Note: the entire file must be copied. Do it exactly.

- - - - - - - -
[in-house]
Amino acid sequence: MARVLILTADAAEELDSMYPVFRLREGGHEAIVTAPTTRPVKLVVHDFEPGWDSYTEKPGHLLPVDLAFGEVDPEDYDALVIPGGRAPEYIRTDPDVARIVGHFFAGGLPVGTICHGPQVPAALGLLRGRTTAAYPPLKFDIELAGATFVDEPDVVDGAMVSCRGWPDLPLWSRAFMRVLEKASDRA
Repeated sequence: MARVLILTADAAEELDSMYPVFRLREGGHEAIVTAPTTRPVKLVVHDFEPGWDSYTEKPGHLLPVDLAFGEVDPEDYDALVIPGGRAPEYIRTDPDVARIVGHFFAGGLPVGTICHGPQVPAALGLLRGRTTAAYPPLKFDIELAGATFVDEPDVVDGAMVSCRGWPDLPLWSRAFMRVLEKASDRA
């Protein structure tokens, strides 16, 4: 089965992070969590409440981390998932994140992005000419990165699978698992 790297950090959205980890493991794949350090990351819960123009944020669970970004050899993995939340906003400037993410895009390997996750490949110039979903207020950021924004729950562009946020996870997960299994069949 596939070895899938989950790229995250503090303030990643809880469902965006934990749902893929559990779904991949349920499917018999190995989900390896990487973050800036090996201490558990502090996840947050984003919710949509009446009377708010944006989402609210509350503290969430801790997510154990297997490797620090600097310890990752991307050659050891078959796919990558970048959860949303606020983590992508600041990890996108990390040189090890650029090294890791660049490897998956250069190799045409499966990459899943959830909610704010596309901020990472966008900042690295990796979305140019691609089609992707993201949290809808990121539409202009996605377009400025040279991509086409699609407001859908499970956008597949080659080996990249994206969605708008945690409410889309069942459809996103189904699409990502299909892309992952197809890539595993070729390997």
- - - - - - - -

[in-house]
Amino acid sequence: MARVLILTADAAEELDSMYPVFRLREGGHEAIVTAPTTRPVKLVVHDFEPGWDSYTEKPGHLLPVDLAFGEVDPEDYDALVIPGGRAPEYIRTDPDVARIVGHFFAGGLPVGTICHGPQVPAALGLLRGRTTAAYPPLKFDIELAGATFVDEPDVVDGAMVSCRGWPDLPLWSRAFMRVLEKASDRA
Repeated sequence: MARVLILTADAAEELDSMYPVFRLREGGHEAIVTAPTTRPVKLVVHDFEPGWDSYTEKPGHLLPVDLAFGEVDPEDYDALVIPGGRAPEYIRTDPDVARIVGHFFAGGLPVGTICHGPQVPAALGLLRGRTTAAYPPLKFDIELAGATFVDEPDVVDGAMVSCRGWPDLPLWSRAFMRVLEKASDRA
């Protein structure tokens, strides 16, 4: 089965992070969590409440981390998932994140992005000419990165699978698992 790297950090959205980890493991794949350090990351819960123009944020669970970004050899993995939340906003400037993410895009390997996750490949110039979903207020950021924004729950562009946020996870997960299994069949 596939070895899938989950790229995250503090303030990643809880469902965006934990749902893929559990779904991949349920499917018999190995989900390896990487973050800036090996201490558990502090996840947050984003919710949509009446009377708010944006989402609210509350503290969430801790997510154990297997490797620090600097310890990752991307050659050891078959796919990558970048959860949303606020983590992508600041990890996108990390040189090890650029090294890791660049490897998956250069190799045409499966990459899943959830909610704010596309901020990472966008900042690295990796979305140019691609089609992707993201949290809808990121539409202009996605377009400025040279991509086409699609407001859908499970956008597949080659080996990249994206969605708008945690409410889309069942459809996103189904699409990502299909892309992952197809890539595993070729390997």